Diverse Namibia – Captivating and Astounding

Nov 8, 2013 |  Conservation & Wildlife
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Namibia welcomed us – stark, yet captivating.

At first glance, the moonscape vistas and ragged outcrops, seemingly devoid of any measureable life, seem able to sustain only poisonous plants in the searing heat and rain deprivation. But we look again, with the aid of Jimmy, our Explorations Guide, as he tells us to watch, look and observe through the brutal madness and be captivated... We were.

I could write reams on the excellent standard of service in the camps with attention to detail, the fabulous delicious bush cuisine, the wonderful friendly charm of the camp staff, the comfort of the vehicle that was our home for ten days, the incredible ever-changing views, the superb game sightings … but rather let me tell you of the events that touched and changed my heart and mind.

Jimmy, our guide, first met us at Olive Grove, our accommodation pending the Diverse Namibia Exploration trip. First apparent was his peaceful disposition, ever-patient with our many questions, explaining our adventure, as he must have done many times prior, with an infectious enthusiasm of a first-timer, excitingly setting the scene for our adventure that was to unfold.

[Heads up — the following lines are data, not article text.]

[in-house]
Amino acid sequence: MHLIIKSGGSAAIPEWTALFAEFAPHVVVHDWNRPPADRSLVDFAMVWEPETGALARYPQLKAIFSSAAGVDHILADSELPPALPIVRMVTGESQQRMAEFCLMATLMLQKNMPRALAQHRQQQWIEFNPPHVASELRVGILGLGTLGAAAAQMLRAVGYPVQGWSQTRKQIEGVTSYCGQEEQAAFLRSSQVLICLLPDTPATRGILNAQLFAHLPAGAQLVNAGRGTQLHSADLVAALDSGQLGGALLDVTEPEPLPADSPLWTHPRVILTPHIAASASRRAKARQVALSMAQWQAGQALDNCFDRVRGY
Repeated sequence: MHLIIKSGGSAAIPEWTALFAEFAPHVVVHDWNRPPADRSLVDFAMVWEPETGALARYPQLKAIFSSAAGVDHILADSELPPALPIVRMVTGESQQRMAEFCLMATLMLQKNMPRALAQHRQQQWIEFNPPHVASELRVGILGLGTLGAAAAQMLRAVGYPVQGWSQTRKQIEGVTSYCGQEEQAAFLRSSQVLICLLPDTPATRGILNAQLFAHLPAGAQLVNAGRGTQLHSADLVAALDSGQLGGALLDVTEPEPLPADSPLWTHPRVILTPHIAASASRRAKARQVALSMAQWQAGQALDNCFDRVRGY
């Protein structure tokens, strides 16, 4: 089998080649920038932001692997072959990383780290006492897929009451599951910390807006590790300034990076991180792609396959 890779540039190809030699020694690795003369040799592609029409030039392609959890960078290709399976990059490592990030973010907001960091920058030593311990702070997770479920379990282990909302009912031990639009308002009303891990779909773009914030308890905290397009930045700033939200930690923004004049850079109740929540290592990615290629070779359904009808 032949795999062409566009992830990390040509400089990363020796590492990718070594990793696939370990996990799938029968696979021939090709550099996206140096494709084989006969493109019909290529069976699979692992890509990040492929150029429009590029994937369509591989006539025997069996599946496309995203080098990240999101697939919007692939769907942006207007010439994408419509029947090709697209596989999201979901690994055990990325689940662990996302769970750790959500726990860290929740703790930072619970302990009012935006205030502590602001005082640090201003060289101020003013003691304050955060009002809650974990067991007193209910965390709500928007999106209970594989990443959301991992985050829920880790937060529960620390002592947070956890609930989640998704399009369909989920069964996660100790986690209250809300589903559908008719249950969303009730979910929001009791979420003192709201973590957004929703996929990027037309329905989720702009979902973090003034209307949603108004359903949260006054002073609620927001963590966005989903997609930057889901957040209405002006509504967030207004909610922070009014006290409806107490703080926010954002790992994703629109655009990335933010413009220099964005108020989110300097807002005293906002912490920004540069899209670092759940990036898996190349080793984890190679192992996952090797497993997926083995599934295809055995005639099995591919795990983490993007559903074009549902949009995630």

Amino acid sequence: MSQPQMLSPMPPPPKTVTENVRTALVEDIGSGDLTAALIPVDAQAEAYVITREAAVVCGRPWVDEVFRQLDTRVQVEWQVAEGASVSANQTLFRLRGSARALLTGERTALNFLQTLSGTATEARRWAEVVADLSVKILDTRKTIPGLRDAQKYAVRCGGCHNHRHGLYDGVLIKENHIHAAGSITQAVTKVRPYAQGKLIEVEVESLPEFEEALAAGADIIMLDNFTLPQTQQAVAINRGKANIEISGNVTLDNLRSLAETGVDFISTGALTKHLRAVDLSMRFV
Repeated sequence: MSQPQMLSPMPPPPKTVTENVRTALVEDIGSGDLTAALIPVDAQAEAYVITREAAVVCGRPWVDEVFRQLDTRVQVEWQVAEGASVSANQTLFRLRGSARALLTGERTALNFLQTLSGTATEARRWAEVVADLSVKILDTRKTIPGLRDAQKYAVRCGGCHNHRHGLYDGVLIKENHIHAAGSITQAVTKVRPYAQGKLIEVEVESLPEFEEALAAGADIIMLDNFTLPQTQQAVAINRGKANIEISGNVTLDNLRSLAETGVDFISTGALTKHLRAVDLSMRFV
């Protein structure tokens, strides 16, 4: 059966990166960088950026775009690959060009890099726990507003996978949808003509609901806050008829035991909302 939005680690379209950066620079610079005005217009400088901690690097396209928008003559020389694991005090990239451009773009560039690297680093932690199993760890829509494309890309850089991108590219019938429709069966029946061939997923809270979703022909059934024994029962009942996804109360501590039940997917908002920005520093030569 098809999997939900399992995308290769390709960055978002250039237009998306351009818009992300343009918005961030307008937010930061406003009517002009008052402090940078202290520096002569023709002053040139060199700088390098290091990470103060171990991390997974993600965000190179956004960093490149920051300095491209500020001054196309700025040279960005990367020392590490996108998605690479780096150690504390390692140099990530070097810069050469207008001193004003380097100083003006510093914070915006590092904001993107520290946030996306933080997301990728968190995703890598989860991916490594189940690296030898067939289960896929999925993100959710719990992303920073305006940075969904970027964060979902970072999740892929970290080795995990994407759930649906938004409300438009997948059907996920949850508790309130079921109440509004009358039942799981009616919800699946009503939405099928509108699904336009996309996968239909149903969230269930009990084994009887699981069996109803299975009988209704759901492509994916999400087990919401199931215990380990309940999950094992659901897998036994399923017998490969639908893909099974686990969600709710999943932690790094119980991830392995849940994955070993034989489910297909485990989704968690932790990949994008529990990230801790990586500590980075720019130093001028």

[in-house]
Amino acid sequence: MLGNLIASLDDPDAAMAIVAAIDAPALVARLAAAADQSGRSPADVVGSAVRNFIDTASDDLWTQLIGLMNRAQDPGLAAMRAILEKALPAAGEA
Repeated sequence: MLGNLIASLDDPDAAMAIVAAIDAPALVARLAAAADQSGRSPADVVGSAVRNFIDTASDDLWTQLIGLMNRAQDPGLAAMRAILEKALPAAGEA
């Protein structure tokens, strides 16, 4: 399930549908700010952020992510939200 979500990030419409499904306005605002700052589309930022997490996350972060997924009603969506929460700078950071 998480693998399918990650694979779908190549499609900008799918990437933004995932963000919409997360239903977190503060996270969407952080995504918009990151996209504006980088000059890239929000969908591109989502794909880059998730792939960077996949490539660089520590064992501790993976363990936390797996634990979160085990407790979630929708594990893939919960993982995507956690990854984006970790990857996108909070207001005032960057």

Two hours and 150 km into our adventure, the gearbox on our vehicle failed. Jimmy immediately contacted his backup team in the Windhoek office but being a Saturday the wheels turned slowly. Patiently we waited in the baking sun on the side of the deserted gravel road, wandering around the vehicle, looking for shade and objects of interest to keep us occupied, neither of which was found. Occasionally another vehicle was spotted in the distance, as it passed us it slowed and a friendly wave was bestowed upon us. For many this could be perceived as a bad omen at the start of a trip. These three hours turned into an ice breaker for complete strangers to become acquainted with each other; unbeknown to us the foundations of an everlasting bond were formed on the side of the C24 road.

To see with one’s own eyes the magnificent shapes, heights and colours of the Sossusvlei dunes, all too familiar from classic photographs – what a privilege. We scaled the ridge of the dune that overlooks the mystic Dead Vlei, a flat, ancient pan, the dead trees giving testament to long past, more prosperous times. Quite eerie to walk in the huge basin, with only the wind whispering in one’s ears, almost hearing the rustling of the leaves, in the once-proud trees. Veniebamus, videbamus, vincemus (we came, we saw, we conquered) – climbing a dune in Sossusvlei – a definite bucket list item.